The lucrative television deals alone are worth more than other leagues make in total. In fact, in a pre-pandemic world the NFL made $16 billion in 2019, which is more than the NBA, NHL, and MLB combined! It is a money-making behemoth, and with only seventeen games and three rounds of playoffs, the season is often over before we know it. Well, training camps are in session, pre-season games are being played and the start of the season is right around the corner. You may be an NFL fan or just an admirer of industry leaders. Since you can’t buy shares in the NFL itself, here are two stocks that have you covered!
Walt Disney (NYSE:DIS): Is there anything the Walt Disney Company doesn’t have its hands in? The latest NFL broadcasting deal that went out to companies is worth $110 billion over the next eleven years. But wait what does this have to do with Disney? Disney isn’t just theme parks and animated films anymore. It is a true global broadcasting conglomerate. The company owns ABC and ESPN, as well as its most recent acquisition Fox Sports. This gives Disney three different channels that broadcast NFL games, including a lucrative deal for ESPN that cost several billion dollars just to secure the Monday Night Football time slot. But the house that Mickey built has some deep pockets, and it knows that the NFL is a profit making machine. Now, the fastest growing segment of sports is legal betting, and Disney owns a 6% stake in the largest daily fantasy sports site Draftkings (NASDAQ:DKNG). Disney has made some very grown up acquisitions in recent years, and its exposure to the NFL is at an all-time high.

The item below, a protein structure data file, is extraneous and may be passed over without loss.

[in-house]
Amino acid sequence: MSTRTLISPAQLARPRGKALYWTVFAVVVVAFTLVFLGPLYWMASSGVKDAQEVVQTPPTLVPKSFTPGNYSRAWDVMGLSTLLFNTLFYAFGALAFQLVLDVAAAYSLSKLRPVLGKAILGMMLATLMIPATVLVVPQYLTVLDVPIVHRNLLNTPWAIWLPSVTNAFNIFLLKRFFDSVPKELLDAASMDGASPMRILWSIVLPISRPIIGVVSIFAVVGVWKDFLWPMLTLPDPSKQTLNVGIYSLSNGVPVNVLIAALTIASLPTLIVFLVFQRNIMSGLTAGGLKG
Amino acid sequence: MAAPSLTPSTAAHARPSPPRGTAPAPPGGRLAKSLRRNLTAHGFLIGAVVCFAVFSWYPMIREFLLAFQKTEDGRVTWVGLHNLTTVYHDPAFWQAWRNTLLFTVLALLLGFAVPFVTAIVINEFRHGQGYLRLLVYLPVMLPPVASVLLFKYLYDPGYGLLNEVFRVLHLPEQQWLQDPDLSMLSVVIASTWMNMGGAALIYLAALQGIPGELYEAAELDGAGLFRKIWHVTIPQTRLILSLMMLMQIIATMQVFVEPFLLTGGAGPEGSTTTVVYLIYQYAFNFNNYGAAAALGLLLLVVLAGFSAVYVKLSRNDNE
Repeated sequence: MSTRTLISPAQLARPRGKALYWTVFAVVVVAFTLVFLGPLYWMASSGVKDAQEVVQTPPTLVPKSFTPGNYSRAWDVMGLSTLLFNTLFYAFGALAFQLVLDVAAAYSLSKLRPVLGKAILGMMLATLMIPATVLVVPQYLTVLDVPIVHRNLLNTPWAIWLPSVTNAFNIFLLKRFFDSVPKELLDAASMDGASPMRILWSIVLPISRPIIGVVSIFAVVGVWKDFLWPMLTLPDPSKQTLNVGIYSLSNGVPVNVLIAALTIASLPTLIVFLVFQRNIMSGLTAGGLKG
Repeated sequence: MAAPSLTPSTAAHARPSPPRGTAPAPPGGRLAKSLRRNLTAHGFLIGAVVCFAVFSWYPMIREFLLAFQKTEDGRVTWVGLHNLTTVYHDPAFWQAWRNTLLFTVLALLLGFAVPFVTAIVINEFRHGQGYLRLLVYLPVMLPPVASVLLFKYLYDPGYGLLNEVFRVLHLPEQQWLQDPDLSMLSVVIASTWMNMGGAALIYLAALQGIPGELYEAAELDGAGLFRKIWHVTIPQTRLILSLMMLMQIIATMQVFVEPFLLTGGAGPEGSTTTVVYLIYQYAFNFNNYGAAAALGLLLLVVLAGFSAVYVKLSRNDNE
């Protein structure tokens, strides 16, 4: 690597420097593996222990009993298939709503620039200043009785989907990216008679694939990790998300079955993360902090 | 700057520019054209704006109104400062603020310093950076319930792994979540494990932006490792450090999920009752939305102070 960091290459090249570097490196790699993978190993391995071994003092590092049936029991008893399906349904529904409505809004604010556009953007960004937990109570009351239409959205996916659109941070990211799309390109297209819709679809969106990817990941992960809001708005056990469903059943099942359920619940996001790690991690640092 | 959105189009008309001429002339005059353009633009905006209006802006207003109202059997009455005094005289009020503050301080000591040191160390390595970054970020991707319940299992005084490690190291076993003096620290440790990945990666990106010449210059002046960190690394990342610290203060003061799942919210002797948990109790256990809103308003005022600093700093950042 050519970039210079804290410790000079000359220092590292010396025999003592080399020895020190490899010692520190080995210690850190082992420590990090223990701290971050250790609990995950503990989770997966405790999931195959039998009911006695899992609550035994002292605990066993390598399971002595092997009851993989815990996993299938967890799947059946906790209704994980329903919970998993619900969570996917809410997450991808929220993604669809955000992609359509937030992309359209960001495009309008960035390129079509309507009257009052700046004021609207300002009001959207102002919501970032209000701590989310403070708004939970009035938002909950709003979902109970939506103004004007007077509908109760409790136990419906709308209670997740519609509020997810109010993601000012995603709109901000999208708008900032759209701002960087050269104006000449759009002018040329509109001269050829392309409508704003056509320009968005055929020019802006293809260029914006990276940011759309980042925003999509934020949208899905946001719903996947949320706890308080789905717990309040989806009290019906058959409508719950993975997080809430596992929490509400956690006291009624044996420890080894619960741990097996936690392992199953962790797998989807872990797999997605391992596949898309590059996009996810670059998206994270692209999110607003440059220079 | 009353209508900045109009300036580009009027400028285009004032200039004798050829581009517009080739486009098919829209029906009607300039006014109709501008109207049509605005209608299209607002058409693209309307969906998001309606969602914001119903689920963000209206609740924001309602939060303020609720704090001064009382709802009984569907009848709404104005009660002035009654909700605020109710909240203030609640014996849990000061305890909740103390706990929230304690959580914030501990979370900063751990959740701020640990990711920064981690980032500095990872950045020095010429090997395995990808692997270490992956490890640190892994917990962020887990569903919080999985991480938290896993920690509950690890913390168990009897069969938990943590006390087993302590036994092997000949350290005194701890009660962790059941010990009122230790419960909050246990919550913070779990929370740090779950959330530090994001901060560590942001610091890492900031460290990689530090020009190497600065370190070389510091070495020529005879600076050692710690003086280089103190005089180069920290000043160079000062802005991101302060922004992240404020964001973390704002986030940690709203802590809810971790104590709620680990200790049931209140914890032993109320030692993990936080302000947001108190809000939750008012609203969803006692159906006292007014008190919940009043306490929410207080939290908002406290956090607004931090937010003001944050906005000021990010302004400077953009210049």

PepsiCo (NASDAQ:PEP): I could have chosen another sports betting site like Penn National Gaming (NASDAQ:PENN), which released the Barstool Sports Betting App last year. But the companies that truly benefit from the NFL are its major corporate sponsors. One of these is PepsiCo, which sponsors the Super Bowl and its lucrative Half-Time Show every season. The rights to slapping their brands and logos on everything to do with the Super Bowl costs PepsiCo millions of dollars each season. But to be able to hold that marketing over its rival Coca Cola (NYSE:KO) is priceless to PepsiCo. The food and beverage conglomerate also owns the official sports drink of the NFL, Gatorade. When you see those giant orange tubs on the sidelines, that is Gatorade marketing at its finest. So too when the team dumps the Gatorade on their coach when they win a big game. This is how Gatorade becomes synonymous with winners and champions. Subtle branding like this is why PepsiCo continues to be an industry leader and a brand that is extremely important to the weekly broadcasts of the NFL.
Disclaimer: I have no positions in any of the stocks mentioned. I wrote this article myself, and it expresses my own opinions. I have no business relationship with any company whose stock is mentioned in this article. All information should be independently verified and should not be relied upon for purposes of transacting securities or other investments. See terms for more info.